Thursday, November 1, 2012

A View with a Window

A view needs a window to define it.  It's a point of reference.  Move ten degrees either way and the view changes.  Have a peek at these windows, and 'see what you can see'.

A window on old Paris 
Here we could sit and listen to the sounds of the city.  Leaning out over the wrought iron railing, we could see the view four floors above street level, up and down the rue de Rivoli. This window is in an eighteenth century building in old Paris.  How many other people have looked out that same window at that same location, at another time in history?  (During the revolution, this was the way to the Bastille where the monument sits today, and the march of Napoleon entered along this route. )

A Rue de Rivoli Window, Paris, by DG Hudson


Under the Pyramid at the Louvre
From outside in the daytime, you see a striking glass pyramid, but from beneath the pyramid, you view the fractured blue sky.  That's another wing of the Louvre Museum that's showing through the diamond shapes in the photo below.   On sunny days, the sun streams in, highlighting the lobby area beneath and warming the statues.

Through the Pyramid Glass at the Louvre Museum, by DG Hudson


The Back Gardens at Versailles
Looking out at a view of the back gardens provided another diversion for the guests and residents at the Palace of Versailles. Large windows cooled the interiors of the huge palace galleries, and allowed light to fill the dark palace rooms.  Strolling on the roof and in the gardens was in vogue at the time.  This garden was extensive to provide amusement for the royalty and nobles living here.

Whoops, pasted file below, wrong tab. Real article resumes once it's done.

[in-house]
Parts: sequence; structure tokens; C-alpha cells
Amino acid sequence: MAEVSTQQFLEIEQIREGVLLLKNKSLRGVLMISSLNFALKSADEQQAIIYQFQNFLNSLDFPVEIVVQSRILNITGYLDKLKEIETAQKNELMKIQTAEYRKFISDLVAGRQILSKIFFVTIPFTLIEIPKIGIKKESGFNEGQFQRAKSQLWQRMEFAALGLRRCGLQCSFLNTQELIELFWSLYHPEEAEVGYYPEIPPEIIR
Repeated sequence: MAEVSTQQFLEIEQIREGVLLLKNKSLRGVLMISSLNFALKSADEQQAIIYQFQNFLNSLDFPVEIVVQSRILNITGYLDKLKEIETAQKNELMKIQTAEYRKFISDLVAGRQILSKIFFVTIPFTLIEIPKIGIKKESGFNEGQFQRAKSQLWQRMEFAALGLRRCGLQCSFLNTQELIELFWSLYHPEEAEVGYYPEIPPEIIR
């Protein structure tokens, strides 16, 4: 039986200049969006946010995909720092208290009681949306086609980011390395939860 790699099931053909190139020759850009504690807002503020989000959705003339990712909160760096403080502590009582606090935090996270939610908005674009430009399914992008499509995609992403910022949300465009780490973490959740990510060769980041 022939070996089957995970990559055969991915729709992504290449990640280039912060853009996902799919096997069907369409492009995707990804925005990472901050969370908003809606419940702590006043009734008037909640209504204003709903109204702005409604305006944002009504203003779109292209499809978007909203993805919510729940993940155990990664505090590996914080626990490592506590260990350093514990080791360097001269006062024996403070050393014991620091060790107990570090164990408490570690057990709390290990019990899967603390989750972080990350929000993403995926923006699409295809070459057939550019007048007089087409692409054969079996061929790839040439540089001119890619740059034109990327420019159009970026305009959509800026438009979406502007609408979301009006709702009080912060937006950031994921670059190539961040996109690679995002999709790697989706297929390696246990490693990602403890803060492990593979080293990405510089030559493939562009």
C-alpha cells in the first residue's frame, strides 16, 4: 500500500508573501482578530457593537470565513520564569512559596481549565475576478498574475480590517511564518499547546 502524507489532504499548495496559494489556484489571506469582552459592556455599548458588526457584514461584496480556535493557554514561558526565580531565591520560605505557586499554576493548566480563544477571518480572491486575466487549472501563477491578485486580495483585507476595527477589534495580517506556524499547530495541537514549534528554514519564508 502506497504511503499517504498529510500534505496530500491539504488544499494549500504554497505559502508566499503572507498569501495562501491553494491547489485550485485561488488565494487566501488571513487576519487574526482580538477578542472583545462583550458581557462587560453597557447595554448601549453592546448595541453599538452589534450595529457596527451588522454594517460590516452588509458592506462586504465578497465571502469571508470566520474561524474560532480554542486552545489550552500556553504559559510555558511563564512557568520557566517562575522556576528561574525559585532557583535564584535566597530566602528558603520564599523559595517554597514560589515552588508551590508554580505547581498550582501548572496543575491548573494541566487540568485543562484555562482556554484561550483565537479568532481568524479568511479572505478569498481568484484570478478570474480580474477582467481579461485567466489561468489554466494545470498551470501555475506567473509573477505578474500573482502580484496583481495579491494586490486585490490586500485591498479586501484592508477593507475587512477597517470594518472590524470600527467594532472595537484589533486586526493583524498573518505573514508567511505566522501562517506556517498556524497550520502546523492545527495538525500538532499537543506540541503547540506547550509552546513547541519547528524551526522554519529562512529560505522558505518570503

Versailles,window and balustrade by DG Hudson


Arched Windows, in the Hall of Mirrors
The photo below is a reflection in one of the mirrored walls.  Having mirrors in the long gallery make it seem wider than it is.  The gilt on the statues, the natural light from the windows, the chandeliers and the mirrors create a light airy effect.  It works.  Versailles can surprise the visitor, I'm glad it was restored.

Reflection, Hall of Mirrors,Versailles, by DG Hudson


Windows of Remembrance
Beautiful stained glass windows lighten the interiors of family tombs in Pere Lachaise Cemetery highlighting the fresh flowers placed there with care.  Some private tombs have limited access within for a quiet moment or prayers.

Stained glass Window, Pere Lachaise, by DG Hudson


Would you like windows that you could customize to any virtual scene you  wanted, as many science fiction novels have speculated?   A sensory package for smells, sounds, etc. would need to be incorporated. I'm sure they would create an app for it. 

Do you notice windows as a design element in architecture?  Windows can also play an important part in a story.  What do you think? Please share in the comments, and thanks for stopping by.



Rue de Rivoli Post

The Louvre Museum

The Palace of Versailles

Pere Lachaise Cemetery